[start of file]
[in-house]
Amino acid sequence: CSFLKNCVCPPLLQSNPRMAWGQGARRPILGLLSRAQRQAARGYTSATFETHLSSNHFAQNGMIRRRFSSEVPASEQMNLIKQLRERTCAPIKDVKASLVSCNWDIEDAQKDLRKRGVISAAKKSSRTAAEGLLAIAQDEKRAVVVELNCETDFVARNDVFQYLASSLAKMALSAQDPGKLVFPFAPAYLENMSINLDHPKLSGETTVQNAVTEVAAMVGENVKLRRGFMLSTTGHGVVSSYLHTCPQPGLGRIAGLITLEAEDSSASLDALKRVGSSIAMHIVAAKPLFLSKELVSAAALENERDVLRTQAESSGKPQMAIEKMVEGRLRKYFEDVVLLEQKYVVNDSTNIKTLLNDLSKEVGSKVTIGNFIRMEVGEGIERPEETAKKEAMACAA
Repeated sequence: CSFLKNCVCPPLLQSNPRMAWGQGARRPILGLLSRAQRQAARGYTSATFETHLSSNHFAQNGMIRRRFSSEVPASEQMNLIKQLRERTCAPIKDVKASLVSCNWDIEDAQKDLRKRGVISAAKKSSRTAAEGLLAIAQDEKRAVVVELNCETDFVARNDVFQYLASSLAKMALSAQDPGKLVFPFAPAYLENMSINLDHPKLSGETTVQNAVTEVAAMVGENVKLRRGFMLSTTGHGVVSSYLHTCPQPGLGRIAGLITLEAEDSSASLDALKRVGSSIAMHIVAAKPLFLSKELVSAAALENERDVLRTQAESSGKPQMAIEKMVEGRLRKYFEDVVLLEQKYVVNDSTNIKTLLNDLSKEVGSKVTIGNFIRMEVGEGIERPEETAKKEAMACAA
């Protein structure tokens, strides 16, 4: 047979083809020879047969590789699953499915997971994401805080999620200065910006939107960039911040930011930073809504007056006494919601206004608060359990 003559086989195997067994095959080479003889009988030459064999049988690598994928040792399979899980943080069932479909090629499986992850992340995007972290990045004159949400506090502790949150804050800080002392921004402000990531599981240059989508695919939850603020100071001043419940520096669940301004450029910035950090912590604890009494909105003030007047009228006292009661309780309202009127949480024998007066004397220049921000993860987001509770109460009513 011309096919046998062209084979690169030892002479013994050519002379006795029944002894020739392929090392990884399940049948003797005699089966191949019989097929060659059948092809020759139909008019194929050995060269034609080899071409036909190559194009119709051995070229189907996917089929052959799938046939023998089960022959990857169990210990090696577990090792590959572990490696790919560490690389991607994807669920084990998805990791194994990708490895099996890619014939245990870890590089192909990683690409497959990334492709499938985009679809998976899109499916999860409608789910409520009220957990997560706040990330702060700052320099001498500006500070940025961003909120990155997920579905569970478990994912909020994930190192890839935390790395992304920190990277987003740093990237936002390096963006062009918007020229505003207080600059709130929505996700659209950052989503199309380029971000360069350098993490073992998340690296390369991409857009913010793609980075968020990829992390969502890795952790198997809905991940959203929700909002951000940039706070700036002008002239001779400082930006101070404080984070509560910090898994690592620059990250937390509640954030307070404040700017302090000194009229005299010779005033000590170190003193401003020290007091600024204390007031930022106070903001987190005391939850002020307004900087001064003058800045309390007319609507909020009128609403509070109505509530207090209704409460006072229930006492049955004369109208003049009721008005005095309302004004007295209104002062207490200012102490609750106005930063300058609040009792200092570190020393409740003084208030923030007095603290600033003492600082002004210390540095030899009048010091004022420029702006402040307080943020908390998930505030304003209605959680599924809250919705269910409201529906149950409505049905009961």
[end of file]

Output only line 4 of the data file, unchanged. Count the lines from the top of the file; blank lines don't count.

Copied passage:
């Protein structure tokens, strides 16, 4: 047979083809020879047969590789699953499915997971994401805080999620200065910006939107960039911040930011930073809504007056006494919601206004608060359990 003559086989195997067994095959080479003889009988030459064999049988690598994928040792399979899980943080069932479909090629499986992850992340995007972290990045004159949400506090502790949150804050800080002392921004402000990531599981240059989508695919939850603020100071001043419940520096669940301004450029910035950090912590604890009494909105003030007047009228006292009661309780309202009127949480024998007066004397220049921000993860987001509770109460009513 011309096919046998062209084979690169030892002479013994050519002379006795029944002894020739392929090392990884399940049948003797005699089966191949019989097929060659059948092809020759139909008019194929050995060269034609080899071409036909190559194009119709051995070229189907996917089929052959799938046939023998089960022959990857169990210990090696577990090792590959572990490696790919560490690389991607994807669920084990998805990791194994990708490895099996890619014939245990870890590089192909990683690409497959990334492709499938985009679809998976899109499916999860409608789910409520009220957990997560706040990330702060700052320099001498500006500070940025961003909120990155997920579905569970478990994912909020994930190192890839935390790395992304920190990277987003740093990237936002390096963006062009918007020229505003207080600059709130929505996700659209950052989503199309380029971000360069350098993490073992998340690296390369991409857009913010793609980075968020990829992390969502890795952790198997809905991940959203929700909002951000940039706070700036002008002239001779400082930006101070404080984070509560910090898994690592620059990250937390509640954030307070404040700017302090000194009229005299010779005033000590170190003193401003020290007091600024204390007031930022106070903001987190005391939850002020307004900087001064003058800045309390007319609507909020009128609403509070109505509530207090209704409460006072229930006492049955004369109208003049009721008005005095309302004004007295209104002062207490200012102490609750106005930063300058609040009792200092570190020393409740003084208030923030007095603290600033003492600082002004210390540095030899009048010091004022420029702006402040307080943020908390998930505030304003209605959680599924809250919705269910409201529906149950409505049905009961």